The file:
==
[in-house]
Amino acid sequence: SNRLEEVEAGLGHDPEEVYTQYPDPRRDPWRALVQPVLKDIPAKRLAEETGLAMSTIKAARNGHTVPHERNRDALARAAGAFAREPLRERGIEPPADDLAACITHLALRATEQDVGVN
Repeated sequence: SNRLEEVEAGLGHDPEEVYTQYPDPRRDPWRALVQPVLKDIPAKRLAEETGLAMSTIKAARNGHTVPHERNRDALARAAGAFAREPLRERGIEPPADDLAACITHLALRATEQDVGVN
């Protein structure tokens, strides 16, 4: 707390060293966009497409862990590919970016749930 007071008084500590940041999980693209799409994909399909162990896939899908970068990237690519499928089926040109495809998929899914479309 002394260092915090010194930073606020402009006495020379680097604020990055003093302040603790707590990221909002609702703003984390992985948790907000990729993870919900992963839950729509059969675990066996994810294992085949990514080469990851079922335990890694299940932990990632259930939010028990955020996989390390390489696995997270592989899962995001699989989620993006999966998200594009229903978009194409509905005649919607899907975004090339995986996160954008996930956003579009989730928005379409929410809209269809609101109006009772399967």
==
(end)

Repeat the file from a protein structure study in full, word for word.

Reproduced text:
[in-house]
Amino acid sequence: SNRLEEVEAGLGHDPEEVYTQYPDPRRDPWRALVQPVLKDIPAKRLAEETGLAMSTIKAARNGHTVPHERNRDALARAAGAFAREPLRERGIEPPADDLAACITHLALRATEQDVGVN
Repeated sequence: SNRLEEVEAGLGHDPEEVYTQYPDPRRDPWRALVQPVLKDIPAKRLAEETGLAMSTIKAARNGHTVPHERNRDALARAAGAFAREPLRERGIEPPADDLAACITHLALRATEQDVGVN
């Protein structure tokens, strides 16, 4: 707390060293966009497409862990590919970016749930 007071008084500590940041999980693209799409994909399909162990896939899908970068990237690519499928089926040109495809998929899914479309 002394260092915090010194930073606020402009006495020379680097604020990055003093302040603790707590990221909002609702703003984390992985948790907000990729993870919900992963839950729509059969675990066996994810294992085949990514080469990851079922335990890694299940932990990632259930939010028990955020996989390390390489696995997270592989899962995001699989989620993006999966998200594009229903978009194409509905005649919607899907975004090339995986996160954008996930956003579009989730928005379409929410809209269809609101109006009772399967």